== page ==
inform gender-sensitive trainings, and have also worked with the IEBC to clarify roles and
responsibilities on election day. Numerous peace pledges, facilitated by civic and religious
groups, have been signed by candidates and parties, and the NCIC noted a campaign to bring
together the leading presidential candidates in a high-profile event to denounce violence. The
campaign itself has been relatively peaceful, although isolated incidents of violence and a noted
rise in non-elections-related gang activity highlight the importance of continued mitigation
efforts around election day, especially for localized violence. In addition, and for the first time,
election sexual and gender-based violence monitoring efforts are being implemented by
stakeholders.

Responsive Court Processes – The judiciary continues to enjoy the trust of the people and is
working proactively to enhance its capacity to address election-related violations and disputes,
such as by building in-house expertise to better understand and scrutinize electoral technologies.
The courts are well aware of the critical role they play in the electoral process and continue to
make preparations to effectively and efficiently adjudicate cases, even in the face of abundant
and high-profile election disputes.

IV. Emerging Issues and Ongoing Challenges
Technical Challenges in the Transmission of Results – The delegation notes consensus among
political, civic, and governmental stakeholders on concerns around the security and timeliness of
the transmission of results. In early June the IEBC organized a public simulation of the electronic
results transmission system that was concluded after approximately 2.5 hours, with less than half
of the results received. The transmission test reflects unresolved challenges from the 2017
elections, notably the slow uploading of scanned polling station result protocols – form 34A – to
the IEBC’s centralized portal, which resulted in confusion and distrust in the process. Moreover,
1,111 polling centers are estimated to lack 3G coverage, and although the IEBC has purportedly
acquired a sufficient number of satellite modems to cover those centers, those systems have not
1 The Kenyan constitution stipulates that not more than two-thirds of the members of any elective public body shall
be of the same gender.
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all been fully tested in the field. This has raised significant concerns about the ability of the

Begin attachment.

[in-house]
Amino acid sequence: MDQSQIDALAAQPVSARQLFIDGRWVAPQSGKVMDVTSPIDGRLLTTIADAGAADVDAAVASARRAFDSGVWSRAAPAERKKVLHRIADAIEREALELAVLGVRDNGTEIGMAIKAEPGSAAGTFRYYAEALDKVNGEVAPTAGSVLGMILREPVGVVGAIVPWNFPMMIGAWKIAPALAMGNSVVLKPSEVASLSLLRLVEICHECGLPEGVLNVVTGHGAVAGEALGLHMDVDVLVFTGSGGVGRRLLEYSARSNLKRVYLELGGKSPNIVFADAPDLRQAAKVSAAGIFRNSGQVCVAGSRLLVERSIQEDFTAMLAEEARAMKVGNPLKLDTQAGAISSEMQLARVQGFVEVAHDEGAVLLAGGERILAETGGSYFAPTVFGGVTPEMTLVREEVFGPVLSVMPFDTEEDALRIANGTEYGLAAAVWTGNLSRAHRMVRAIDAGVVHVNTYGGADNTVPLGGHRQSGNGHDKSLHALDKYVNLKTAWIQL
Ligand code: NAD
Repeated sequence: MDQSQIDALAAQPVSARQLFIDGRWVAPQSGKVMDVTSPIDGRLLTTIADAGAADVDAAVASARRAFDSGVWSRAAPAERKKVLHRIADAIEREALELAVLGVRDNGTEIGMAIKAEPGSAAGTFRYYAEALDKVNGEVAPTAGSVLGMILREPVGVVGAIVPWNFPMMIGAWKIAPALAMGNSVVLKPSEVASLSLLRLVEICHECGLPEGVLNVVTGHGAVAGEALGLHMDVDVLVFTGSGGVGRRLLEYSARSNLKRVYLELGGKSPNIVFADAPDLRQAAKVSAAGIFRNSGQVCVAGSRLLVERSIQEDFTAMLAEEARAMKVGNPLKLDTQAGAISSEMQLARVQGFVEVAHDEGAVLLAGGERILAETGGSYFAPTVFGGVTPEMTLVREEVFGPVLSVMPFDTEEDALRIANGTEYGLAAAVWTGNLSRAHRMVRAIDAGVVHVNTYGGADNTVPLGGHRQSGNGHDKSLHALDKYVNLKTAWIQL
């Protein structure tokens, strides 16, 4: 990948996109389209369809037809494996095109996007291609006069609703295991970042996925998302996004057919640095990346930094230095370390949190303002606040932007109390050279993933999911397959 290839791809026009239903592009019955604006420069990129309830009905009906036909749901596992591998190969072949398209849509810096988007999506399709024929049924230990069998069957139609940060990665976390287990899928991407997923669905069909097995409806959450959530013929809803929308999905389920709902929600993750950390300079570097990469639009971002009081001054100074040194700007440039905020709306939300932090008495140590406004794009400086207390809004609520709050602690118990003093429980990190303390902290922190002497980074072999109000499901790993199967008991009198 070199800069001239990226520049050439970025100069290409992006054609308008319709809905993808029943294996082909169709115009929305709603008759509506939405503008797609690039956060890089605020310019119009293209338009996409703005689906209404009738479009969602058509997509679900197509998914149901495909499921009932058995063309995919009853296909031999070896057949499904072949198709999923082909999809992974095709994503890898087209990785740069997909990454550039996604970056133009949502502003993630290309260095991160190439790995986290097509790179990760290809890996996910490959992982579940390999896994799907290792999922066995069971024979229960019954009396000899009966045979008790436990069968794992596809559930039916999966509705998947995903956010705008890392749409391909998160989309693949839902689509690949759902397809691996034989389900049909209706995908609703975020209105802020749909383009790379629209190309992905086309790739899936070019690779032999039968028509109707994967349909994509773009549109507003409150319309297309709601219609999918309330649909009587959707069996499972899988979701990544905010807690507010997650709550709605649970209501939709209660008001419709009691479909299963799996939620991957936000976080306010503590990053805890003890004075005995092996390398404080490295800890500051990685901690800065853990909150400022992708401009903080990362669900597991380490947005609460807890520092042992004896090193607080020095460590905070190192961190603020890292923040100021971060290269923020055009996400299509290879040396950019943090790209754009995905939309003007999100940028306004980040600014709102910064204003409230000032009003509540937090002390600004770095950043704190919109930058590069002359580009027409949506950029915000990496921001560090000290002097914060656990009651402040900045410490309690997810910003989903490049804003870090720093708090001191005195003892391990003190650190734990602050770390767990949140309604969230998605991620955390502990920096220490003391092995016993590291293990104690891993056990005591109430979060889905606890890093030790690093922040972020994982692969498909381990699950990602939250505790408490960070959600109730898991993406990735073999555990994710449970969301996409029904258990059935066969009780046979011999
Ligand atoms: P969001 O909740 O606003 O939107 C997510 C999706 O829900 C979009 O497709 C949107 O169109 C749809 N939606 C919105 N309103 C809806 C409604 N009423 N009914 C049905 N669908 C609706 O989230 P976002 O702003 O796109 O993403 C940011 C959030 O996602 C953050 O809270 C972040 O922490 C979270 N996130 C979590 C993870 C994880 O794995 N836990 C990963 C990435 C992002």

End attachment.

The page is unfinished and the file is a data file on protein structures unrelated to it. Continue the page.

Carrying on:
IEBC to deliver timely information to voters during the critical immediate post-election period
and could contribute to misunderstandings around transmission lag times that are ultimately
technical in nature. The electronic results transmission process will be accompanied by a paper
trail of the physical copies of the 34As, which will serve as a crucial backup to the electronic
system. Citizens and stakeholders should have recourse to these paper records for the purposes of
audits, recounts, or verification of the digitized results in the case of disputes.

Verifiability and Open Election Results Data – In a step backward from previous elections, the
IEBC does not intend to make polling station level results publicly available in any other format
beyond the scanned images of completed 34A forms. This decision will present a challenge for
individual citizens to use for public verification, as downloading or scraping of the scans, or
manually inputting results data from image files is incredibly time-intensive and effectively
impossible to aggregate big data sets. Limitations to timely, machine-readable, in-bulk results
data could limit the public’s ability to fact-check results-related misinformation and
disinformation, particularly in the face of party or media parallel tallies, and contribute to a lack
of overall transparency.

Importance of IEBC Communications to Promote Public Confidence – The delegation notes a
significant gap in public awareness of election administration procedures due to insufficient
communication by the IEBC. Political and civil society stakeholders lack a thorough
understanding of the IEBC’s intended process for collecting, transmitting, tallying, and
safeguarding votes on election day. This opacity regarding procedures has further eroded fragile
public trust in electoral institutions and the IEBC’s capabilities. Crucially, the general public
lacks a shared understanding of the process by which election results will be finalized and
communicated. The IEBC has not yet provided public messaging regarding the anticipated
timeline and rolling nature of results transmission, which may leave the election environment
vulnerable to proliferation of misinformation and conflicting accounts of false results.
Voter Registry – The IEBC recently announced that it would not provide an accompanying hard
copy of the register of voters at polling stations alongside the biometric kit, resulting in concerns
from some stakeholders and a subsequent court petition alleging a violation of the legal
framework. The decision to remove the paper list entirely could exacerbate existing concerns,